DATA SANITY: A Quantum Leap to Unprecedented Results
What they’re saying about Davis…
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"The best program I saw at the IHI this year -- I changed my program to go to the next minicourse because of all that I learned -- and am glad I did it. He also sent follow up materials to me and others who wanted to learn more. This afternoon, I taught my highschool kids who want to be engineers, the same concepts. Thank you, IHI !!"
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What has really changed these past 15 to 20 years?
After reading Joe De Feo’s July 8, 2011, Quality Digest Daily article, “A Positive Prognosis: Transforming Health Care in America,” I took another look at the wonderful book, Escape Fire (Jossey-Bass, 2003), a compendium of Dr. Donald Berwick’s inspiring plenary speeches at the Institute for Healthcare Improvement’s (IHI) 1992–2002 annual forum. Berwick is probably the leading health care-improvement thinker in the world. He is the former CEO of IHI and, as some of you know, a controversial Obama appointee as head of the Centers for Medicare and Medicaid Administration. In my opinion, he is most definitely the person for the job. As if it wasn’t difficult enough to deal only with health care cultures, he now has the thankless job of integrating messy political agendas into the very serious business of health improvement.
But let’s get back to when all Berwick had to worry about was the current state of health care itself. I’ve extracted three lists that appeared in separate speeches of his and added context from his text. Note that the most recent one is from 1997. It’s all inspiring rhetoric, but truly, what has really changed these past 15 to 20 years? Read more…
As time goes on, I have an increasing affection for the much-neglected run chart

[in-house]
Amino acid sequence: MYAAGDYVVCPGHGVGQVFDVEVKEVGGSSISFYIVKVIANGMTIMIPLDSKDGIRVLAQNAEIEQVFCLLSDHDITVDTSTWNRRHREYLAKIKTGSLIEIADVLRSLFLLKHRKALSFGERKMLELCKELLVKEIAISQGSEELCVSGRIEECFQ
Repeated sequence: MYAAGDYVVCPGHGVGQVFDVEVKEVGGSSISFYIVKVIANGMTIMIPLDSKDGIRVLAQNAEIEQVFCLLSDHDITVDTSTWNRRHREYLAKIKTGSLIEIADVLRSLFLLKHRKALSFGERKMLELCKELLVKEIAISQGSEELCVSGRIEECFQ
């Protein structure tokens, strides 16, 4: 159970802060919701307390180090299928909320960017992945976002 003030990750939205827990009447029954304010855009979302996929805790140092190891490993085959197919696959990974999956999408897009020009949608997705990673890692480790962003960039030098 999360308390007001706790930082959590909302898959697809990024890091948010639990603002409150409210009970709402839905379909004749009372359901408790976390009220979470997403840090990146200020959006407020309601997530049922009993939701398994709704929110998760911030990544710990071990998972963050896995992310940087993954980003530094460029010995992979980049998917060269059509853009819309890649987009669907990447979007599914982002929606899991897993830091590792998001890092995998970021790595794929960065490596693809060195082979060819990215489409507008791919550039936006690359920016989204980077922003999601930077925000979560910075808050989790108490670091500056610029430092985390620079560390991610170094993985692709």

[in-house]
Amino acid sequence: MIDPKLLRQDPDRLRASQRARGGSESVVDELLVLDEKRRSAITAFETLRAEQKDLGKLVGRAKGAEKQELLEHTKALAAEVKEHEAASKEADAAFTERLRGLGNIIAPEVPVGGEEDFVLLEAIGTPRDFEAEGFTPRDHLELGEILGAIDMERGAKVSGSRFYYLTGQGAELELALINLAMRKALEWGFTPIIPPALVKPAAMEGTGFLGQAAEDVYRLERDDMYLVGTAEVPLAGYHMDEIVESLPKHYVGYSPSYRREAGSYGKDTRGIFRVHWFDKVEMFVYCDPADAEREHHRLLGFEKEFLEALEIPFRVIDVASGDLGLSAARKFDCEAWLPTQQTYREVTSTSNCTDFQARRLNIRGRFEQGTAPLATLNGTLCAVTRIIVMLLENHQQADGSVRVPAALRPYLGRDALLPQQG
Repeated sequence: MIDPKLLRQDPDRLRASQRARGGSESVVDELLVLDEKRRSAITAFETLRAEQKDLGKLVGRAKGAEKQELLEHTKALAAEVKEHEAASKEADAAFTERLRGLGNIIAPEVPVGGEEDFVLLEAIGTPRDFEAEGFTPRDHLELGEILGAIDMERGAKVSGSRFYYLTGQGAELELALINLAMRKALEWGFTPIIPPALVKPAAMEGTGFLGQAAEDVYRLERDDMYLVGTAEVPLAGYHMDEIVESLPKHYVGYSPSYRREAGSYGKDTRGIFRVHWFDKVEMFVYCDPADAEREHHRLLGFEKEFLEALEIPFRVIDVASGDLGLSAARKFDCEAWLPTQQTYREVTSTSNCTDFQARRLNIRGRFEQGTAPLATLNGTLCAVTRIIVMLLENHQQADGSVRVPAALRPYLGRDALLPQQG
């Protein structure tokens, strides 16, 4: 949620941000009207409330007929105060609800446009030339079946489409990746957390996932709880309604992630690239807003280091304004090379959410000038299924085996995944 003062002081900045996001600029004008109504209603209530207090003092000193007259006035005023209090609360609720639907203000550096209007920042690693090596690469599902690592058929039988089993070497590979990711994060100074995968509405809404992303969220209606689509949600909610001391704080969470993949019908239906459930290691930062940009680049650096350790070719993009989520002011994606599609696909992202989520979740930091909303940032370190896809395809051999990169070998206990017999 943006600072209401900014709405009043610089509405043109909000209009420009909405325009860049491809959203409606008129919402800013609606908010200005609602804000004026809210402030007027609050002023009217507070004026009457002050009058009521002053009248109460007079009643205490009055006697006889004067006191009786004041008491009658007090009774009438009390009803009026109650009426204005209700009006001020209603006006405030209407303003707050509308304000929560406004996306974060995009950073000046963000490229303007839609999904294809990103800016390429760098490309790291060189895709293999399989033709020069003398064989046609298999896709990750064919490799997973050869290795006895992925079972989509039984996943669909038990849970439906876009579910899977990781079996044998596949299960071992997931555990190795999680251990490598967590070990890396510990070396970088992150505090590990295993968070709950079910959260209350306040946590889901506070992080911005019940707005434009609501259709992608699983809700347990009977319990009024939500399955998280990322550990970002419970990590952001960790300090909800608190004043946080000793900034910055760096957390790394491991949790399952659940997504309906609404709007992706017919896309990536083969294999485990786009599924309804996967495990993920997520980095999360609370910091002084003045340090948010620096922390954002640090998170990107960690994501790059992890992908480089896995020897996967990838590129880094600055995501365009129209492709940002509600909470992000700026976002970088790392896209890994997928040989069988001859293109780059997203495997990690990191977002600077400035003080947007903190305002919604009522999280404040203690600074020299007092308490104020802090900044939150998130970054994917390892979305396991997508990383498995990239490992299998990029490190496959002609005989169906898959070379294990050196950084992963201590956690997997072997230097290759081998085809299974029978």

Any article about control charts leads to inevitable (and torturous) discussions of special cause tests—all nine of them. No wonder confused people continue to use things like trend lines. But I’m getting ahead of myself.
First of all, before you take another tools seminar or read another book—except, perhaps, Brian Joiner’s Fourth Generation Management (McGraw-Hill, 1994)—please try Dr. Donald Berwick’s admonition at the end of my Aug. 2, 2011, article, “A New Conversation for Quality Management”: Find something important, and plot it over time. This is probably the best way to learn the most important lesson of quality improvement: That everything is a process, and effective improvement means having new conversations around the crucial distinction between common and special causes. As I have relentlessly tried to make clear, you are swimming in everyday opportunity. Read more…
“I really didn’t say everything I said.” — Yogi Berra
My March 30, 2011 article ended with wisdom from Yogi Berra as a warning to the quality profession. Some prickly reactions to it got me thinking about the last 30 years or so of quality improvement.
The 1980 NBC television show, “If Japan Can, Why Can’t We?” introduced the teachings of W. Edwards Deming to U.S. viewers and caused a quantum leap in awareness of the potential for quality improvement in industry. During the late 1980s, the movement also caught fire in health care. Those of you familiar with Deming’s funnel rules (which shows that a process in control delivers the best results if left alone) will smile to realize that his rule No. 4—making, doing, or basing your next iteration based on the previous one—also known as a “random walk,” has been in operation for the last 30 years. Read more…
Don’t teach people statistics—teach them to solve problems
There are four statements regarding control charts that are myths and in my experience, just refuse to die. The next time you’re sitting in a seminar and someone tries to teach you how to transform data to make them normally distributed, or at any point during the seminar says, “Normal distribution” twice within 30 seconds, leave. You’ve got better things to do with your time.
The four myths
When you attend statistical seminars, do some statistical calculations seem like this? (2 minutes)
Stop getting sucked into the swamp of calculation minutiae
When teaching the I-chart, I’m barely done describing the technique (never mind teaching it) when, as if on cue, someone will ask, “When and how often should I recalculate my limits?” I’m at the point where this triggers an internal “fingernails on the blackboard” reaction. So, I smile and once again say, “It depends.” By the way…